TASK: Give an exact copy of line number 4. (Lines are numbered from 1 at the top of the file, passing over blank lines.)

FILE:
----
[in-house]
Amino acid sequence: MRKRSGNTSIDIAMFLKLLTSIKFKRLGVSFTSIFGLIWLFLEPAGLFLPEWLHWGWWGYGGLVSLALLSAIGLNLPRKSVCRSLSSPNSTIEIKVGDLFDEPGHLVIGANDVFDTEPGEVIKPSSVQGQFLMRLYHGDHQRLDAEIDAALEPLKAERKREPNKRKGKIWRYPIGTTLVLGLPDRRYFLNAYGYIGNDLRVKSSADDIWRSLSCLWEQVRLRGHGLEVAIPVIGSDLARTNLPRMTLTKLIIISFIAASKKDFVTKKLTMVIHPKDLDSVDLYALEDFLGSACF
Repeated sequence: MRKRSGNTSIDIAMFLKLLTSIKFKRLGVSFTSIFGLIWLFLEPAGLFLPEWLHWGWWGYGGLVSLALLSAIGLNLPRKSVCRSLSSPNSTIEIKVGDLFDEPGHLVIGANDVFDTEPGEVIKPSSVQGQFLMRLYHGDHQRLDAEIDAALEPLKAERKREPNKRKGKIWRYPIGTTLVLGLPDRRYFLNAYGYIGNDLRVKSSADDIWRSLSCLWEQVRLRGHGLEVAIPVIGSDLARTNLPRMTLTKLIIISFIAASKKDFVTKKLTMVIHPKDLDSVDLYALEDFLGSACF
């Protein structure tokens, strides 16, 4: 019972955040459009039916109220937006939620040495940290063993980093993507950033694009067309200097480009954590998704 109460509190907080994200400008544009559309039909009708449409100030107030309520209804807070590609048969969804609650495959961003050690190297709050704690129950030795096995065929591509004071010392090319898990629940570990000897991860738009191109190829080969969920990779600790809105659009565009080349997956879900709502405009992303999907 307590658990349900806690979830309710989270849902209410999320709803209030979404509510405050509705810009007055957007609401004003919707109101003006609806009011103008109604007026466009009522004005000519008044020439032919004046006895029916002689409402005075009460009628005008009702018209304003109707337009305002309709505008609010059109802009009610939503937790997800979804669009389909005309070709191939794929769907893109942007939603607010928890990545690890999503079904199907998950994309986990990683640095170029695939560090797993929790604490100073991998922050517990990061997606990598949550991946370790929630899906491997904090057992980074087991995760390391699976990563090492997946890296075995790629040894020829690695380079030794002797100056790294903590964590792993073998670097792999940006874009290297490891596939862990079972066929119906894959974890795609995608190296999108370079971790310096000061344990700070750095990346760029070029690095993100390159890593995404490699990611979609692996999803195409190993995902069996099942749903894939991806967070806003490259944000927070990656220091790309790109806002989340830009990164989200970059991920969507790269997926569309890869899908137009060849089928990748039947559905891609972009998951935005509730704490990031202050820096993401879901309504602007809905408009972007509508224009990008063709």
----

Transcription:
């Protein structure tokens, strides 16, 4: 019972955040459009039916109220937006939620040495940290063993980093993507950033694009067309200097480009954590998704 109460509190907080994200400008544009559309039909009708449409100030107030309520209804807070590609048969969804609650495959961003050690190297709050704690129950030795096995065929591509004071010392090319898990629940570990000897991860738009191109190829080969969920990779600790809105659009565009080349997956879900709502405009992303999907 307590658990349900806690979830309710989270849902209410999320709803209030979404509510405050509705810009007055957007609401004003919707109101003006609806009011103008109604007026466009009522004005000519008044020439032919004046006895029916002689409402005075009460009628005008009702018209304003109707337009305002309709505008609010059109802009009610939503937790997800979804669009389909005309070709191939794929769907893109942007939603607010928890990545690890999503079904199907998950994309986990990683640095170029695939560090797993929790604490100073991998922050517990990061997606990598949550991946370790929630899906491997904090057992980074087991995760390391699976990563090492997946890296075995790629040894020829690695380079030794002797100056790294903590964590792993073998670097792999940006874009290297490891596939862990079972066929119906894959974890795609995608190296999108370079971790310096000061344990700070750095990346760029070029690095993100390159890593995404490699990611979609692996999803195409190993995902069996099942749903894939991806967070806003490259944000927070990656220091790309790109806002989340830009990164989200970059991920969507790269997926569309890869899908137009060849089928990748039947559905891609972009998951935005509730704490990031202050820096993401879901309504602007809905408009972007509508224009990008063709």